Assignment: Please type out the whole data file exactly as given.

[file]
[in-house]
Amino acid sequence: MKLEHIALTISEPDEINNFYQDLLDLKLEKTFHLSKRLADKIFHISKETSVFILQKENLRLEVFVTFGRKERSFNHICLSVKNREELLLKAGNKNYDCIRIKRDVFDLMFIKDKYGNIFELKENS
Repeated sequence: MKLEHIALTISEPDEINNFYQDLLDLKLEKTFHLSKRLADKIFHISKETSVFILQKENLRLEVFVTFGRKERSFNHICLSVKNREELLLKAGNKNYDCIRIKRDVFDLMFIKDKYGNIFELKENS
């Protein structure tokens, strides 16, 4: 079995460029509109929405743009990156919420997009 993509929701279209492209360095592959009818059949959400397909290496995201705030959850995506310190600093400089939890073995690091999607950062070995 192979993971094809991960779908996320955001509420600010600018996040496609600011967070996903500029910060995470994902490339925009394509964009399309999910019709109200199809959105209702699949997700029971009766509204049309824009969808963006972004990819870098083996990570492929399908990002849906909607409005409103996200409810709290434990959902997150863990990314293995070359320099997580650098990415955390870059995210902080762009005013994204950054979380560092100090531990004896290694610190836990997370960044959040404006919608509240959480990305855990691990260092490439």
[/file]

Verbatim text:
[in-house]
Amino acid sequence: MKLEHIALTISEPDEINNFYQDLLDLKLEKTFHLSKRLADKIFHISKETSVFILQKENLRLEVFVTFGRKERSFNHICLSVKNREELLLKAGNKNYDCIRIKRDVFDLMFIKDKYGNIFELKENS
Repeated sequence: MKLEHIALTISEPDEINNFYQDLLDLKLEKTFHLSKRLADKIFHISKETSVFILQKENLRLEVFVTFGRKERSFNHICLSVKNREELLLKAGNKNYDCIRIKRDVFDLMFIKDKYGNIFELKENS
């Protein structure tokens, strides 16, 4: 079995460029509109929405743009990156919420997009 993509929701279209492209360095592959009818059949959400397909290496995201705030959850995506310190600093400089939890073995690091999607950062070995 192979993971094809991960779908996320955001509420600010600018996040496609600011967070996903500029910060995470994902490339925009394509964009399309999910019709109200199809959105209702699949997700029971009766509204049309824009969808963006972004990819870098083996990570492929399908990002849906909607409005409103996200409810709290434990959902997150863990990314293995070359320099997580650098990415955390870059995210902080762009005013994204950054979380560092100090531990004896290694610190836990997370960044959040404006919608509240959480990305855990691990260092490439």